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Ashleigh Smith (21), who already has a bachelor of nursing which she received in late 2018, is graduating today with a bachelor of leadership for change degree.
It was "very fortunate" Capable NZ existed, she said. She was "incredibly excited" to be graduating today.
Via the set of pathways, the polytechnic recognised the Naseby woman's background as the founder of anti-bullying foundation Sticks'n Stones, set up in Central Otago.
Ms Smith was also a Queen's young leader award winner, enabling her to undertake a 12-month leadership course at the University of Cambridge.
"I think for me, just speaking from the perspective of being a student at Otago Polytechnic for the last three years, it has just been a really important organisation to be part of."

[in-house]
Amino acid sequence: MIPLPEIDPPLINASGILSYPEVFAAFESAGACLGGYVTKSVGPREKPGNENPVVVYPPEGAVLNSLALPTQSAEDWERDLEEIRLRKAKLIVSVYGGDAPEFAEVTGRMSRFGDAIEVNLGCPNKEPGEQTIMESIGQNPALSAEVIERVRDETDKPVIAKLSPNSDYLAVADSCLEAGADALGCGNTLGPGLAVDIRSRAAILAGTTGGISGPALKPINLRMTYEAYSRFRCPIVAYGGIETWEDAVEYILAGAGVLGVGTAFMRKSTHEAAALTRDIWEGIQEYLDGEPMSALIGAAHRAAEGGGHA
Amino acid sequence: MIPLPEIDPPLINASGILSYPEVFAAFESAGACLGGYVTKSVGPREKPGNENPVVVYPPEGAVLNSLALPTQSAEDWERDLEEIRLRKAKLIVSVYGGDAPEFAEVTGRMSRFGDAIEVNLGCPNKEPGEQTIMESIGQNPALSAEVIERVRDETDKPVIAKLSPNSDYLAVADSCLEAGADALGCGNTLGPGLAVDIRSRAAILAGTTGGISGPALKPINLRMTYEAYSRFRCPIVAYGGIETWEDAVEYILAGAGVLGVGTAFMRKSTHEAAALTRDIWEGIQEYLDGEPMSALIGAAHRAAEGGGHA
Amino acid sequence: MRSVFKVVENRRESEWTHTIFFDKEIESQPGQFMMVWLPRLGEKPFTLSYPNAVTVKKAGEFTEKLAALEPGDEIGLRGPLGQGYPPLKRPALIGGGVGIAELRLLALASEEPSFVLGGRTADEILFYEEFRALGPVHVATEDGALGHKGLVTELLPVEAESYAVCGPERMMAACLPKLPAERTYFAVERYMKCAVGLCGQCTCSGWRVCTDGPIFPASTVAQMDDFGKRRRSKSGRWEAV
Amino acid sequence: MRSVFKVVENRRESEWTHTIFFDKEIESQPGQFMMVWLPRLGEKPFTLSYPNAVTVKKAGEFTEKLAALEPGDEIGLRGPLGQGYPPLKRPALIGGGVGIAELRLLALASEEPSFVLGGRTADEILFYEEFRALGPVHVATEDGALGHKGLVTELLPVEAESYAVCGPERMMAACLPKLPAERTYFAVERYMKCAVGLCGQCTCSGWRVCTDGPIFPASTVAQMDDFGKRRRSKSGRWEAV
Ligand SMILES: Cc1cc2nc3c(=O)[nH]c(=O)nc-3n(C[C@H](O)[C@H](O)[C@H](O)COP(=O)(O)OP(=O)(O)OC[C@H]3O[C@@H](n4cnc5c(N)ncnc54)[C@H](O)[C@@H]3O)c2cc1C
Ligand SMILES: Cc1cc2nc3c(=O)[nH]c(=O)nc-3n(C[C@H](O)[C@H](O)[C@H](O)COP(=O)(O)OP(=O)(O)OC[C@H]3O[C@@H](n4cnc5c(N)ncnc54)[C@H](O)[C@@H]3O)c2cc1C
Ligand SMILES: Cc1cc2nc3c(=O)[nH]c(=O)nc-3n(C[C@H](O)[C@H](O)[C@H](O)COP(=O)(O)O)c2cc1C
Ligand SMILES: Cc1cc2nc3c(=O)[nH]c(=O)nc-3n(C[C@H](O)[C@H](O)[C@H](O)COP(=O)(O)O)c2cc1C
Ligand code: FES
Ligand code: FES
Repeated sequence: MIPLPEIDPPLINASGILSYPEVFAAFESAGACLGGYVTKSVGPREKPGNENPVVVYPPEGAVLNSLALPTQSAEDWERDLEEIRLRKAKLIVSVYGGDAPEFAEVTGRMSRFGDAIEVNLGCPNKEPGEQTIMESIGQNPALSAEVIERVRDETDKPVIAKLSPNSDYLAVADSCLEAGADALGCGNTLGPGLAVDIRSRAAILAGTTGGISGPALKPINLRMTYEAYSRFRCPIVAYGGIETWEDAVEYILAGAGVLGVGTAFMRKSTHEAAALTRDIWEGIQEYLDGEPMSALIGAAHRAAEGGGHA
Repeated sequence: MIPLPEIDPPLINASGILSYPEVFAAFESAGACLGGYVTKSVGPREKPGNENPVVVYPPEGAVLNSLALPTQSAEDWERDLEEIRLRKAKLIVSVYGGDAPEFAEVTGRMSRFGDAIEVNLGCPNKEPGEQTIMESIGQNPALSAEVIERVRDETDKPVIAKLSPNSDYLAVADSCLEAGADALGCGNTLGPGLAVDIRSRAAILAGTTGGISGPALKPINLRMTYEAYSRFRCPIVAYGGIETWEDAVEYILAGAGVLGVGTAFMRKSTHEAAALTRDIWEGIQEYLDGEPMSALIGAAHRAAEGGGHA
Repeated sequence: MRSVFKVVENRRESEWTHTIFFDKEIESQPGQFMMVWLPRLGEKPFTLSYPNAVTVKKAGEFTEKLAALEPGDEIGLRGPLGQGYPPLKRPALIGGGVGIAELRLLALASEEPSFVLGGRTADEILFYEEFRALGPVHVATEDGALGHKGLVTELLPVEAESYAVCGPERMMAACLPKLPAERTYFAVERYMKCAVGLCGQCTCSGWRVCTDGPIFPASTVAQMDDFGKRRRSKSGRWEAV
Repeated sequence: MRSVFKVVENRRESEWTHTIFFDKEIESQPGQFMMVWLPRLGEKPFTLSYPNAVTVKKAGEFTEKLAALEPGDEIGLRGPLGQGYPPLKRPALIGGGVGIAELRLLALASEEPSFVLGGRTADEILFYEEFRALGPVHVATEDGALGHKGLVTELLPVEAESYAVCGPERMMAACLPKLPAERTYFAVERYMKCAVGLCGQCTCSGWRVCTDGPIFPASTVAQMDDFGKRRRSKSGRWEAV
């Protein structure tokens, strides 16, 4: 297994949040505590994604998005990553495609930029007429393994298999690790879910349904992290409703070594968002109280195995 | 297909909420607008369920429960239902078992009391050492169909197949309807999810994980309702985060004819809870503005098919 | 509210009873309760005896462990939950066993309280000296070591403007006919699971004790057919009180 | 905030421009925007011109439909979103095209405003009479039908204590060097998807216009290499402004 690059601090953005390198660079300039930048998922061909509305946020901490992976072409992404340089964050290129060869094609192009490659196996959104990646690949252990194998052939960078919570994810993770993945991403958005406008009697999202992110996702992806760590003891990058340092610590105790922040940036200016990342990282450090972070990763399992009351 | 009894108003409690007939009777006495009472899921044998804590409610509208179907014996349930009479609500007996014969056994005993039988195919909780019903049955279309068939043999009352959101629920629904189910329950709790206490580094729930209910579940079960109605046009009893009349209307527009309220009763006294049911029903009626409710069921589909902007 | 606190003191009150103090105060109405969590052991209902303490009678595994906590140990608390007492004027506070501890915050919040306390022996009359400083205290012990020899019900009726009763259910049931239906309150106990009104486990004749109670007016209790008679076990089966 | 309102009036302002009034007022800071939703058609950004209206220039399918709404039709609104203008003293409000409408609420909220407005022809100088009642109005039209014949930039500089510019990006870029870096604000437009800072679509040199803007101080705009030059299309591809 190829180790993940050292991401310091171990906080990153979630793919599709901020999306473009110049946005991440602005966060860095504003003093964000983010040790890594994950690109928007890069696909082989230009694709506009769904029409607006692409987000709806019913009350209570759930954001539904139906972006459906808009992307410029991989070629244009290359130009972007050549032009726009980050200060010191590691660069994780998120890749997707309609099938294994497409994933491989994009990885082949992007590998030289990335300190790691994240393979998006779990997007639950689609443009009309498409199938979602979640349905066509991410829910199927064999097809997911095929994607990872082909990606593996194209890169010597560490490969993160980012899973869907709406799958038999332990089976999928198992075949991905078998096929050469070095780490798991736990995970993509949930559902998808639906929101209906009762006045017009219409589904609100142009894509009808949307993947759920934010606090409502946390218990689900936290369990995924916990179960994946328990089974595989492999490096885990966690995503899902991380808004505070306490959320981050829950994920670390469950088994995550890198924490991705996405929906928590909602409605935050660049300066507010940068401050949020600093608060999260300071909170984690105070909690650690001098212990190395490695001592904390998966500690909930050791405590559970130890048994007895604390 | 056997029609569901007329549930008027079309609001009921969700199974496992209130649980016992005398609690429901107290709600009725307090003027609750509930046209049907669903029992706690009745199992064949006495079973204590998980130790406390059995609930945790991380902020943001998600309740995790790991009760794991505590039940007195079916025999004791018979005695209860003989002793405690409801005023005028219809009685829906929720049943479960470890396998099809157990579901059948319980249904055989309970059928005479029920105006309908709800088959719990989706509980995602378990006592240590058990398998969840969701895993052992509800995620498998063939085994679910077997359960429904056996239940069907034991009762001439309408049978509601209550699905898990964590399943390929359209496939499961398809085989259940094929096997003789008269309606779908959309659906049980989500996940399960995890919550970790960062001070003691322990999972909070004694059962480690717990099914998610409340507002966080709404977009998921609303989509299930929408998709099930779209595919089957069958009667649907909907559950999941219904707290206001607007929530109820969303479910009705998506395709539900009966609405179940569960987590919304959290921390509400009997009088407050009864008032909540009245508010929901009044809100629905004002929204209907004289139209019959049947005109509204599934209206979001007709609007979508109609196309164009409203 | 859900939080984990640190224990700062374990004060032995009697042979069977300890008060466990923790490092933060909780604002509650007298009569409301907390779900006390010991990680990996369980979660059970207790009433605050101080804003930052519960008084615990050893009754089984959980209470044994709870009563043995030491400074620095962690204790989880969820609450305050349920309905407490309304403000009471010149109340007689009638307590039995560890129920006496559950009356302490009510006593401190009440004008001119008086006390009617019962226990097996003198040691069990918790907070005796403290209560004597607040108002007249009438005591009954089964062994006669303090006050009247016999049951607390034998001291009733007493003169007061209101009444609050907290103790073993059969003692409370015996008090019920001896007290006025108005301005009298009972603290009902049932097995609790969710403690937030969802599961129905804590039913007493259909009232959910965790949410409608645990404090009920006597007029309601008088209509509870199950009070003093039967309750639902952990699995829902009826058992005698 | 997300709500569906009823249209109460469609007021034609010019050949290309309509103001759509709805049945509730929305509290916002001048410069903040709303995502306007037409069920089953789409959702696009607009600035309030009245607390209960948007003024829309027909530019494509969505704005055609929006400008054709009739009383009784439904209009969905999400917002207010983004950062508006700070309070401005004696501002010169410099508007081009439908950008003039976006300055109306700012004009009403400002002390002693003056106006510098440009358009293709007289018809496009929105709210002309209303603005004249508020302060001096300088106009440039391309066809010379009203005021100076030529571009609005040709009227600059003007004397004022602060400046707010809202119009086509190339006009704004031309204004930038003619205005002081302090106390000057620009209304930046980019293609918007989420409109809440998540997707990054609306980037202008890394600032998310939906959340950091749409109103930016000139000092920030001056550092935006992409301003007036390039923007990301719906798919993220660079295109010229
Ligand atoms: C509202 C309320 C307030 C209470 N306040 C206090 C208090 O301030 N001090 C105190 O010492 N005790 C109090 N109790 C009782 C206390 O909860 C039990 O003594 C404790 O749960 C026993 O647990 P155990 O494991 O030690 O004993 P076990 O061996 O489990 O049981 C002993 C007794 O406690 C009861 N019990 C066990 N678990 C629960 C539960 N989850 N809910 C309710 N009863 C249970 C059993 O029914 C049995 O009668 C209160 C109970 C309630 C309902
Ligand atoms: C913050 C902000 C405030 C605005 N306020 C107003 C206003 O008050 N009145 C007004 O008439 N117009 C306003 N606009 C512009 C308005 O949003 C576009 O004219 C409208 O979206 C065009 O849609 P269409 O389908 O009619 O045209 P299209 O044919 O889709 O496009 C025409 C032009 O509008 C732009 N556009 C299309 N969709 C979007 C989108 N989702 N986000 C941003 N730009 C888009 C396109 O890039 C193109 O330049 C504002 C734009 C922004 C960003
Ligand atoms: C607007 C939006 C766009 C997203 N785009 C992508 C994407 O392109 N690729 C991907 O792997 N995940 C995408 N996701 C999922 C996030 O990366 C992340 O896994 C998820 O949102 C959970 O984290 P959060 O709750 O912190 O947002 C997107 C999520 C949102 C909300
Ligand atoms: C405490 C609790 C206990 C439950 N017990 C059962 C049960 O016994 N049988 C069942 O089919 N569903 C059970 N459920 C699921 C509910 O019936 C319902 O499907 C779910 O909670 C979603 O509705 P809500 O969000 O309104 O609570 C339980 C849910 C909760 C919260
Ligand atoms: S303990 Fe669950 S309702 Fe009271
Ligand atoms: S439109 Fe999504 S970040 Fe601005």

Otago Polytechnic chief executive Phil Ker has said he has concerns about the future of some of the polytechnic's courses, such as microcredentialling system EduBits and Capable NZ if the Government merger goes ahead.
A new institution, provisionally called New Zealand Institute of Skills & Technology, would manage capital and operational budgets, staffing, student and learning management systems for all 16 polytechnics.
It was "really important" students' voices were heard in the consultation on the Government's proposal, Ms Smith said.
"It's very difficult for students to understand a lot of the high-level processes around the reform."
She wanted to see how Education Minister Chris Hipkins would help students understand those as "the whole purpose [of the polytechnic] is their education. Students are the reason why everyone's here".
Nearly 1000 people will graduate from Otago Polytechnic today, including more than 370 people attending the 3pm graduation ceremony at the Dunedin Town Hall.